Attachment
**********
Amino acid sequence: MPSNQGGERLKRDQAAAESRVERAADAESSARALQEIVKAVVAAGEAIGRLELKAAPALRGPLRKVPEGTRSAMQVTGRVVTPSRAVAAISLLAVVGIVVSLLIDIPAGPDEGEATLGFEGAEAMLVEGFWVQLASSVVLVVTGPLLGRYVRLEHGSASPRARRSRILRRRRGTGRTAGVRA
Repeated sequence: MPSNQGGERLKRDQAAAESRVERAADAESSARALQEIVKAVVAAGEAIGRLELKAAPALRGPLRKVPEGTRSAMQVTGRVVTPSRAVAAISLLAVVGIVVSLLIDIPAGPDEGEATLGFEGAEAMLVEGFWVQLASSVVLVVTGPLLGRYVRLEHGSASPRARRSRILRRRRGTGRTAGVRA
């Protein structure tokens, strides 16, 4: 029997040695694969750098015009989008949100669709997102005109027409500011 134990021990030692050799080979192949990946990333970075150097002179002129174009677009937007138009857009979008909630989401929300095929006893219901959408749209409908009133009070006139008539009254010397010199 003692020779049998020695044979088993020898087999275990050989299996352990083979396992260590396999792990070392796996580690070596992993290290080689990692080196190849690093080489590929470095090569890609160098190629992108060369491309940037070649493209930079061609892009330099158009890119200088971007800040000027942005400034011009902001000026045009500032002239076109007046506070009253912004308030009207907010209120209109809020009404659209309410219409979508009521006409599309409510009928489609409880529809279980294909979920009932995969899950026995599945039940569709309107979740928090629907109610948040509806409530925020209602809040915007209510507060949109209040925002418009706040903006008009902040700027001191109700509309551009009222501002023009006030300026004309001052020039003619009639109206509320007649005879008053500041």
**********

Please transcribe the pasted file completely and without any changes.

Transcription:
Amino acid sequence: MPSNQGGERLKRDQAAAESRVERAADAESSARALQEIVKAVVAAGEAIGRLELKAAPALRGPLRKVPEGTRSAMQVTGRVVTPSRAVAAISLLAVVGIVVSLLIDIPAGPDEGEATLGFEGAEAMLVEGFWVQLASSVVLVVTGPLLGRYVRLEHGSASPRARRSRILRRRRGTGRTAGVRA
Repeated sequence: MPSNQGGERLKRDQAAAESRVERAADAESSARALQEIVKAVVAAGEAIGRLELKAAPALRGPLRKVPEGTRSAMQVTGRVVTPSRAVAAISLLAVVGIVVSLLIDIPAGPDEGEATLGFEGAEAMLVEGFWVQLASSVVLVVTGPLLGRYVRLEHGSASPRARRSRILRRRRGTGRTAGVRA
């Protein structure tokens, strides 16, 4: 029997040695694969750098015009989008949100669709997102005109027409500011 134990021990030692050799080979192949990946990333970075150097002179002129174009677009937007138009857009979008909630989401929300095929006893219901959408749209409908009133009070006139008539009254010397010199 003692020779049998020695044979088993020898087999275990050989299996352990083979396992260590396999792990070392796996580690070596992993290290080689990692080196190849690093080489590929470095090569890609160098190629992108060369491309940037070649493209930079061609892009330099158009890119200088971007800040000027942005400034011009902001000026045009500032002239076109007046506070009253912004308030009207907010209120209109809020009404659209309410219409979508009521006409599309409510009928489609409880529809279980294909979920009932995969899950026995599945039940569709309107979740928090629907109610948040509806409530925020209602809040915007209510507060949109209040925002418009706040903006008009902040700027001191109700509309551009009222501002023009006030300026004309001052020039003619009639109206509320007649005879008053500041």